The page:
by Mark Rennick – Physiotherapist

Medial Tibial Stress Syndrome (MTSS) also known as shin splints is a common overuse injury of the lower legs. Shin splints is an overload injury, occurring when the shin bone is subjected to repeated micro-damage. It typically occurs in runners and athletes that are exposed to intensive weight-bearing activities, for example high-jumpers.

 

Who is at risk?

The incidence of shin splints ranges between 13.6% to 20% in runners and is present in 20% of dancers. Large increases in load, volume and high impact exercise can put you at risk of developing shin splints.

Risk factors include:

  • Being a female
  • Previous history of MTSS
  • High BMI
  • Navicular drop
  • Reduced hip external rotation range of motion
  • Muscle imbalance
  • Inflexibility and weakness of the calf
  • Running on a hard or uneven surface in poorly fit running shoes, or over-striding

 

How does it feel?

Shin splints usually presents as increased pain on the inner side of the shin bone during exercise, with pain persisting for hours or days afterwards. It will often feel like a burning pain, especially when touching the affected area.

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How can physio help?

Your physio will carry out a thorough physical exam, assessing your foot posture, calf & achilles tightness and strength, hip range of motion and most importantly, a single leg hop test. The importance of this hop test is to assess whether or not a stress fracture is present, which will warrant an immediate period of rest and potentially crutches and moon boot.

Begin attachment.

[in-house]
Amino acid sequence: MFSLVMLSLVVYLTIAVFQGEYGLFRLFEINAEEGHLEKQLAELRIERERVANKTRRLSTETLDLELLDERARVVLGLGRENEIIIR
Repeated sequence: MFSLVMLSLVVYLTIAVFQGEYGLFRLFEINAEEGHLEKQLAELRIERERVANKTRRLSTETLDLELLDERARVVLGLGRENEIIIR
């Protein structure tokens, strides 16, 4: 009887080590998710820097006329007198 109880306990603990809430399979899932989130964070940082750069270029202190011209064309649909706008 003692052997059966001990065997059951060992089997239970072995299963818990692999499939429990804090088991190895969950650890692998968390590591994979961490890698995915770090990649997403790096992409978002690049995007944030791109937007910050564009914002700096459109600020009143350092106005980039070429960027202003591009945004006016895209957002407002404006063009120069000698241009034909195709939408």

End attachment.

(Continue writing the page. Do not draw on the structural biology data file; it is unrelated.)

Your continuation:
Management of shin splints is conservative, focusing on rest and activity modification with less repetitive, high impact, load-bearing exercise. A graded loading exposure program is the best course of treatment, aiming to gradually increase the bone’s load tolerance capabilities post injury.

 

What you and your physio can do to help with shin splints

  • 2-6 weeks of rest combined with physio in the acute phases of shin splints
  • During the rehab period, cross-training can be done such as low impact bike, aqua-running or elliptical training to keep aerobic fitness up
  • Strength training will help with conditioning of the foot, ankle, hip or core to help avoid injury recurrence
  • Balance training is crucial, this can be done with a one-legged stand or balance board
  • Choosing good shoes with good shock absorption can help to prevent a new or re-injury
  • In case of biomechanical problems of the foot, individuals may benefit from orthotics. An over-the-counter orthosis (flexible or semi-rigid) can help with excessive foot pronation and flat feet

If you are experiencing shin splints, don’t put up with it, call us to make an appointment with one of our experienced physiotherapists. Call (08) 6389 2947 or click here to book online

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